10 Jan How to Develop Good Coping Mechanisms in Recovery
Addiction recovery is an incredibly trying time for every person who goes through it. Relapses are common for people throughout recovery, due to the changes in brain chemistry that are caused by substance abuse. The key to having a successful recovery is to learn coping mechanisms that work for you and help you repel the negative feelings that can spark cravings. Here are some tips on how to develop good coping mechanisms in recovery…
Don’t play the victim to yourself
First of all, even though addiction is a behavioral disease, and shame shouldn’t be utilized to push addicts towards positive behavior, this doesn’t mean that pity is any more effective of a tool. In particular, recovering addicts shouldn’t turn to self pity during their recovery. Self pity can make a person feel powerless, which undermines the foundation of self-esteem and empowerment that is needed to effectively live a life of sobriety.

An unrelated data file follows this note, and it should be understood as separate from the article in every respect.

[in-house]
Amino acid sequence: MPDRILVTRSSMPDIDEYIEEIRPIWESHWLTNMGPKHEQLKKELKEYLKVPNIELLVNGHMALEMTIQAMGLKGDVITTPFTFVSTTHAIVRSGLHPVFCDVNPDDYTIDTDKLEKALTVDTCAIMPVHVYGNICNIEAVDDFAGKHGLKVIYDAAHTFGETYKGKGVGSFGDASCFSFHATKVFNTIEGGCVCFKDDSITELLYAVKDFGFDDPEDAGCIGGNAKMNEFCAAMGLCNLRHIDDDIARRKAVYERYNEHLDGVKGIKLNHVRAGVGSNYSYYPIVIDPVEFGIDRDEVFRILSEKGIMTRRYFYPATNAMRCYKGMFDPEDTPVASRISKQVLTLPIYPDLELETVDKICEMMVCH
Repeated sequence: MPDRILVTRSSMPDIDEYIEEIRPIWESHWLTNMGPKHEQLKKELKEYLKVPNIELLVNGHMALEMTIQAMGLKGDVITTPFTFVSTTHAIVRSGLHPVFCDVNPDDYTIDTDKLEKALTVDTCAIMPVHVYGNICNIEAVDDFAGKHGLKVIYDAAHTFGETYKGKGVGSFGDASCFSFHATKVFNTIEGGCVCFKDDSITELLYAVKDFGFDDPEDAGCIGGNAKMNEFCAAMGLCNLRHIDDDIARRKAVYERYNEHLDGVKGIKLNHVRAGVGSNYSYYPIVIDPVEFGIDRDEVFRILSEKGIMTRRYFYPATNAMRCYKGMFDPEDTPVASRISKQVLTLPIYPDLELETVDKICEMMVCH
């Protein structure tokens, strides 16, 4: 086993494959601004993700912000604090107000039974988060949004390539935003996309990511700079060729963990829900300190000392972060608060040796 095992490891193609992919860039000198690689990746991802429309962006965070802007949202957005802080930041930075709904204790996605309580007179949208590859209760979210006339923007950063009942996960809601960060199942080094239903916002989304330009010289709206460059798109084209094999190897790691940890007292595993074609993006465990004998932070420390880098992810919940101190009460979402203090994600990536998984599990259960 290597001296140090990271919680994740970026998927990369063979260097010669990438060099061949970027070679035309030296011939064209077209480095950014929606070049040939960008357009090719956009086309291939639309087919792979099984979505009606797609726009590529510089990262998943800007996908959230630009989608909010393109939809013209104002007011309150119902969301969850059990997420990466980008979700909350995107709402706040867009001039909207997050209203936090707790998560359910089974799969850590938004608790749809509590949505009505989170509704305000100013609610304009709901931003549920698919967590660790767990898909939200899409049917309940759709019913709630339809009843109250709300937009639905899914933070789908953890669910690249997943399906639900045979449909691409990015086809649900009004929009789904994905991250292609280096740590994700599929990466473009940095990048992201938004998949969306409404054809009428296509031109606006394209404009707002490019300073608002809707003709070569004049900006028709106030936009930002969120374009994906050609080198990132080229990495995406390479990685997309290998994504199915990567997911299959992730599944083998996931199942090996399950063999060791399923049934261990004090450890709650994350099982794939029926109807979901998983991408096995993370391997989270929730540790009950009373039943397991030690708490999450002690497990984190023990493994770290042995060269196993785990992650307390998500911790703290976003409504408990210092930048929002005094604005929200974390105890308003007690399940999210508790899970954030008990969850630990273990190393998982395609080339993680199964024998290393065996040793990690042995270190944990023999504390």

Learn relaxation methods
Feelings of stress or anxiety are incredibly common triggers for people who have suffered from substance abuse. Oftentimes, substance abuse was a way for an addict to deal with these negative emotions. For this reason, you need to find a way to break out of patterns of stress and anxiety by using positive relaxation methods. These methods will be different for every person. Try learning what sorts of things help you calm down and regain control of your thoughts. A good starting place might be learning some helpful breathing exercises, which is a meditative technique.
Learn what high-risk situations are for you
In order to combat cravings, you need to learn what things are liable to spark those cravings, for you. Typically, this means self-reflecting and determining what a high-risk situation looks like in your mind. For people who engaged in substance abuse in social settings, certain parties or social gatherings with specific people might resemble a high-risk situation. Other times, being alone for extended periods of time without anything to do might be a triggering situation that causes a person’s thoughts to spiral in a dangerous way.